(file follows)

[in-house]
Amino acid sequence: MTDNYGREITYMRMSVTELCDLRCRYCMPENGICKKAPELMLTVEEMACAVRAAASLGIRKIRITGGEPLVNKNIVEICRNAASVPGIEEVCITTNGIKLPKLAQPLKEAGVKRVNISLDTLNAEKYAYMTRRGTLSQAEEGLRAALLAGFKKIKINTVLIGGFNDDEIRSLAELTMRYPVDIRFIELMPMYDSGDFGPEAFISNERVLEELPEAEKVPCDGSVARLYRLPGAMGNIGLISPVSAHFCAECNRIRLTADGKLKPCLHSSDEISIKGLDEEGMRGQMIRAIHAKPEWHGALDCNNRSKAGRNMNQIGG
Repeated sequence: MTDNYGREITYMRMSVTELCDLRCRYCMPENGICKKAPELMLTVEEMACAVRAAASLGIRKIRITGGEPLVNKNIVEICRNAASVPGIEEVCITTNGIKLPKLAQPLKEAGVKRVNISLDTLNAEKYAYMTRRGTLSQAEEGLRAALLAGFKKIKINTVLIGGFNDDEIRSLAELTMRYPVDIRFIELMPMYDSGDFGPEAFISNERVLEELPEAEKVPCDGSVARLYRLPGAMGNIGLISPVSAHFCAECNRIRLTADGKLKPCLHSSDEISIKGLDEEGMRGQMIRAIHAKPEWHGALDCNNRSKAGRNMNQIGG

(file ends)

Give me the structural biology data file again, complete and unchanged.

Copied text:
[in-house]
Amino acid sequence: MTDNYGREITYMRMSVTELCDLRCRYCMPENGICKKAPELMLTVEEMACAVRAAASLGIRKIRITGGEPLVNKNIVEICRNAASVPGIEEVCITTNGIKLPKLAQPLKEAGVKRVNISLDTLNAEKYAYMTRRGTLSQAEEGLRAALLAGFKKIKINTVLIGGFNDDEIRSLAELTMRYPVDIRFIELMPMYDSGDFGPEAFISNERVLEELPEAEKVPCDGSVARLYRLPGAMGNIGLISPVSAHFCAECNRIRLTADGKLKPCLHSSDEISIKGLDEEGMRGQMIRAIHAKPEWHGALDCNNRSKAGRNMNQIGG
Repeated sequence: MTDNYGREITYMRMSVTELCDLRCRYCMPENGICKKAPELMLTVEEMACAVRAAASLGIRKIRITGGEPLVNKNIVEICRNAASVPGIEEVCITTNGIKLPKLAQPLKEAGVKRVNISLDTLNAEKYAYMTRRGTLSQAEEGLRAALLAGFKKIKINTVLIGGFNDDEIRSLAELTMRYPVDIRFIELMPMYDSGDFGPEAFISNERVLEELPEAEKVPCDGSVARLYRLPGAMGNIGLISPVSAHFCAECNRIRLTADGKLKPCLHSSDEISIKGLDEEGMRGQMIRAIHAKPEWHGALDCNNRSKAGRNMNQIGG